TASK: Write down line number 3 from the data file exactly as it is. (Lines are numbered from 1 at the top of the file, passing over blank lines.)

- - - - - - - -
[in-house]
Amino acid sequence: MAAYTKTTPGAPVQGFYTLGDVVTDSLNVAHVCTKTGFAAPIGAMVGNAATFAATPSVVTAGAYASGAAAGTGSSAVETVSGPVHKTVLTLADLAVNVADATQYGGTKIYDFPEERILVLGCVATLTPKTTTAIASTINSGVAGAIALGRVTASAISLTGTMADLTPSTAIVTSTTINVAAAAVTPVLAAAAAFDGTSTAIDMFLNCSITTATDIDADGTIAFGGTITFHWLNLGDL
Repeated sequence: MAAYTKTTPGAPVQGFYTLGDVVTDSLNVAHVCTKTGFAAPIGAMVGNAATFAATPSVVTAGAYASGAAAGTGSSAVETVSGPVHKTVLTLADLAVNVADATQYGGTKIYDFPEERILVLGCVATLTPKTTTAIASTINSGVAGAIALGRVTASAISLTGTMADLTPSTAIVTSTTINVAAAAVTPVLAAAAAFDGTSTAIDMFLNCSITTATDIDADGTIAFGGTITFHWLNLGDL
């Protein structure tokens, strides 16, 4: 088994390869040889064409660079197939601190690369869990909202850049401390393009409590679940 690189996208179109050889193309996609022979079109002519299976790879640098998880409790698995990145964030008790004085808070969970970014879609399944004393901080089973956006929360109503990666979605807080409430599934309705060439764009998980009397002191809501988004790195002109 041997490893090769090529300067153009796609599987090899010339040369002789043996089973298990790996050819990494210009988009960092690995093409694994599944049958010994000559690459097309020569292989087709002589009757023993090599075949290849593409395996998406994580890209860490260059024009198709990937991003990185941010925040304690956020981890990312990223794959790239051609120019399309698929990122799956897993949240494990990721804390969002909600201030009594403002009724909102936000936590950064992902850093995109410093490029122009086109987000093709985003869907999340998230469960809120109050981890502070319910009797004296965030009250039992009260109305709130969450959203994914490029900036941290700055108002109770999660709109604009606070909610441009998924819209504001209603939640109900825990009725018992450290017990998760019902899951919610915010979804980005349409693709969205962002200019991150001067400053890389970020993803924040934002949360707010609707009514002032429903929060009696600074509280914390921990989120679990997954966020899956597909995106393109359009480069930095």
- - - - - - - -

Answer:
Repeated sequence: MAAYTKTTPGAPVQGFYTLGDVVTDSLNVAHVCTKTGFAAPIGAMVGNAATFAATPSVVTAGAYASGAAAGTGSSAVETVSGPVHKTVLTLADLAVNVADATQYGGTKIYDFPEERILVLGCVATLTPKTTTAIASTINSGVAGAIALGRVTASAISLTGTMADLTPSTAIVTSTTINVAAAAVTPVLAAAAAFDGTSTAIDMFLNCSITTATDIDADGTIAFGGTITFHWLNLGDL